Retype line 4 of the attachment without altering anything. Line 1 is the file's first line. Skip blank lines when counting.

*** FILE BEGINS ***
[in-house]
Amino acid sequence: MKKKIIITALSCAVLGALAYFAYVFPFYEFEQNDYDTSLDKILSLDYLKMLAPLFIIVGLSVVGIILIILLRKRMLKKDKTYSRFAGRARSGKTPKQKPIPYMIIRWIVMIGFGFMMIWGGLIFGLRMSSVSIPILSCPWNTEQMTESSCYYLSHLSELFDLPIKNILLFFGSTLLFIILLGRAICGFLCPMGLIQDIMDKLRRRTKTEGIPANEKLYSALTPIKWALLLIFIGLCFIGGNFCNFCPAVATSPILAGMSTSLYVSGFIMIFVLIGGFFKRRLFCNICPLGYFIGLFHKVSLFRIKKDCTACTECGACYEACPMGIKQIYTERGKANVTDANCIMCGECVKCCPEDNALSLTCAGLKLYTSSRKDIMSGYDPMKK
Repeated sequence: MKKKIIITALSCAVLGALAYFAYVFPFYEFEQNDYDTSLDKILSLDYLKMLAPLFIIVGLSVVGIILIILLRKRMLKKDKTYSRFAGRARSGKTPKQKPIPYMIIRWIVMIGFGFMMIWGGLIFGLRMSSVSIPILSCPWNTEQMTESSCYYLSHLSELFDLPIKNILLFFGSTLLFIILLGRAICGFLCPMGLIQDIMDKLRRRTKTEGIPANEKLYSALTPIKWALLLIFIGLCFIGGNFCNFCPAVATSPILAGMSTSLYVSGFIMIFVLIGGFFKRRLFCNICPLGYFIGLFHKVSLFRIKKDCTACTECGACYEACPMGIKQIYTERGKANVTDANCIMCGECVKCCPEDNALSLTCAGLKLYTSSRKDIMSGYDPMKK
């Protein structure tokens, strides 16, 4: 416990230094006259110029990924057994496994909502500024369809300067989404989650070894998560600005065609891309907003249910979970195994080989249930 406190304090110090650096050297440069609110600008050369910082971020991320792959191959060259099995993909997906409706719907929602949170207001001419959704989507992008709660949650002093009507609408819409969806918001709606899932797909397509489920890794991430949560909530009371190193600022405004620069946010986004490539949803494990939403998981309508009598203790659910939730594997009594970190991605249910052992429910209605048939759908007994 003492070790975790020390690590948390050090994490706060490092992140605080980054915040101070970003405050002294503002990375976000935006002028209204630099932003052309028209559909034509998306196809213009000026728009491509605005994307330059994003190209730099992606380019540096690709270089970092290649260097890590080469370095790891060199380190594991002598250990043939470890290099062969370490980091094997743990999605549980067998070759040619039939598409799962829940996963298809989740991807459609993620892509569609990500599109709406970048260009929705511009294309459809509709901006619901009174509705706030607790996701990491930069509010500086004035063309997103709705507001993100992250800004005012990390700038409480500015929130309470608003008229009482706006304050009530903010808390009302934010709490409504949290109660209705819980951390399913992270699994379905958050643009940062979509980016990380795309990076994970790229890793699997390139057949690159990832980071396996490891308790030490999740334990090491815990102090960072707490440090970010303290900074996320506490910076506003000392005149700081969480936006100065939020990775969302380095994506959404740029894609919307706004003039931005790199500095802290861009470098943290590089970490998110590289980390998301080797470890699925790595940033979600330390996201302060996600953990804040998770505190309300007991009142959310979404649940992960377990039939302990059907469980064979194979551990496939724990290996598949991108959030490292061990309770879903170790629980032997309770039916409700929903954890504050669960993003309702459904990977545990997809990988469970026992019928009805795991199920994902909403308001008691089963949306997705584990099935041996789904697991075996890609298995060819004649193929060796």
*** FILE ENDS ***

């Protein structure tokens, strides 16, 4: 416990230094006259110029990924057994496994909502500024369809300067989404989650070894998560600005065609891309907003249910979970195994080989249930 406190304090110090650096050297440069609110600008050369910082971020991320792959191959060259099995993909997906409706719907929602949170207001001419959704989507992008709660949650002093009507609408819409969806918001709606899932797909397509489920890794991430949560909530009371190193600022405004620069946010986004490539949803494990939403998981309508009598203790659910939730594997009594970190991605249910052992429910209605048939759908007994 003492070790975790020390690590948390050090994490706060490092992140605080980054915040101070970003405050002294503002990375976000935006002028209204630099932003052309028209559909034509998306196809213009000026728009491509605005994307330059994003190209730099992606380019540096690709270089970092290649260097890590080469370095790891060199380190594991002598250990043939470890290099062969370490980091094997743990999605549980067998070759040619039939598409799962829940996963298809989740991807459609993620892509569609990500599109709406970048260009929705511009294309459809509709901006619901009174509705706030607790996701990491930069509010500086004035063309997103709705507001993100992250800004005012990390700038409480500015929130309470608003008229009482706006304050009530903010808390009302934010709490409504949290109660209705819980951390399913992270699994379905958050643009940062979509980016990380795309990076994970790229890793699997390139057949690159990832980071396996490891308790030490999740334990090491815990102090960072707490440090970010303290900074996320506490910076506003000392005149700081969480936006100065939020990775969302380095994506959404740029894609919307706004003039931005790199500095802290861009470098943290590089970490998110590289980390998301080797470890699925790595940033979600330390996201302060996600953990804040998770505190309300007991009142959310979404649940992960377990039939302990059907469980064979194979551990496939724990290996598949991108959030490292061990309770879903170790629980032997309770039916409700929903954890504050669960993003309702459904990977545990997809990988469970026992019928009805795991199920994902909403308001008691089963949306997705584990099935041996789904697991075996890609298995060819004649193929060796």